On June 24, 2022, the U.S. Supreme Court issued its decision in Dobbs v. Jackson Women’s Health Organization, overturning Roe v. Wade and holding that there is no constitutionally protected right to abortion. While the Dobbs decision does not make abortion illegal, it does permit states to make abortion illegal under state law. Whether employers assume new risks in covering abortions (including aiding or abetting someone in receiving an abortion) under their health plans is now a matter of state law. In the wake of this decision, employers now need to consider what they can legally do to support employees (and their covered dependents) who wish to terminate a pregnancy, including those who need to do so due to a medical condition or emergency.
Fully Insured and Self-Insured Plans
The implications of the Dobbs decision for group health plans will differ depending on whether a plan is fully insured or self-insured. Since states generally have the power to regulate fully insured health plans, insurance policies would need to comply with the law of the state where the policy is issued; fully insured health plans in states where abortion is banned would not be able to provide abortion benefits. Employers with such plans would therefore want to review their plan documents, insurance policies, and governing state laws, and should explore alternatives with their carriers and brokers as needed to see if there is still a way to provide assistance for abortion services. Employers may also want to consider the possibility of switching to a self-insured plan, as doing so would give them more discretion in terms of plan design (as discussed below). If this is not possible, there could still be other alternatives available such as establishing an HRA that covers any unreimbursed expenses for medical care (which includes abortion procedures which constitute “medical care” under IRS rules). The HRA would need to either be integrated with the employer’s medical plan to comply with the Affordable Care Act or structured as an Excepted Benefit HRA (with different implications with respect to eligibility, funding, and other features). Kelley Drye is available to assist employers wishing to learn about an HRA approach.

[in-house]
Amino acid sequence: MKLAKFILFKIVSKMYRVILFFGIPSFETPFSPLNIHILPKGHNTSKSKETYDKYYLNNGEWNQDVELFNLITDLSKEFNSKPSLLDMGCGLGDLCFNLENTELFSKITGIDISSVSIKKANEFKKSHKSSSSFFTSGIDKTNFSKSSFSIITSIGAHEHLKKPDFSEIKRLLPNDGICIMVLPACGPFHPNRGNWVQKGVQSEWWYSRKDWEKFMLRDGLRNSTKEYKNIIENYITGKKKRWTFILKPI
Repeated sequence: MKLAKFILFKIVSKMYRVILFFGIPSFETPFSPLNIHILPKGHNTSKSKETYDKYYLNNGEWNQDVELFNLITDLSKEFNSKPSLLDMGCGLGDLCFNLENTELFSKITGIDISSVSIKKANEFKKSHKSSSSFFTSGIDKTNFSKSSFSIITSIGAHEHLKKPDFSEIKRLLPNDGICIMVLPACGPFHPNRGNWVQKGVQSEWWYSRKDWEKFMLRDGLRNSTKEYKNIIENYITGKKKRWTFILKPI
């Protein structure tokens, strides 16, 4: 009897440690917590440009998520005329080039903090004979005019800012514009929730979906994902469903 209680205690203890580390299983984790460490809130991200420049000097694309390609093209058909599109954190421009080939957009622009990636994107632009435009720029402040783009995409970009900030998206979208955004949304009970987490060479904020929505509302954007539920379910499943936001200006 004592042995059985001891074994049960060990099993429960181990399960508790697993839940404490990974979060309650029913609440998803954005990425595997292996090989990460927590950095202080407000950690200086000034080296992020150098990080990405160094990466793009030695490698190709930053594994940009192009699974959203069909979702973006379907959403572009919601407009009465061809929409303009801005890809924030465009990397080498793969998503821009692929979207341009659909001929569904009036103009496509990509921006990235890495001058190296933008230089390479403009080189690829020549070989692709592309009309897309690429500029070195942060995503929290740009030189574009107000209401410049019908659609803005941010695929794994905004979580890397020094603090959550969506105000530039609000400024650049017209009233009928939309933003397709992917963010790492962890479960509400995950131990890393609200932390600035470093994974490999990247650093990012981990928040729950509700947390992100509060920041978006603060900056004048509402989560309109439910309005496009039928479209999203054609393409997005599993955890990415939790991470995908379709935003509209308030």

Self-insured employers should have much more freedom when it comes to providing abortion assistance in states with restrictive abortion laws. Since ERISA preempts state laws that “relate to benefit plans,” it will likely preempt most state laws prohibiting medical plans from covering abortion benefits for residents of the state. However, issues will arise where a state law makes it a criminal act for individuals to get abortions in the state or for others, including employers, to assist women seeking an abortion, as ERISA does not preempt general state criminal laws. As such, there is now a much higher level of risk in this area, and employers may wish to consider amending their medical plans to eliminate coverage for abortion procedures performed in states where aiding a person in getting an abortion in the state is categorized as a criminal act (this would include, for example, coverage of an abortion after 15 weeks of gestation in states where abortions are legal only before 15 weeks). Such a plan change would of course need to be communicated to all plan participants, including their dependents.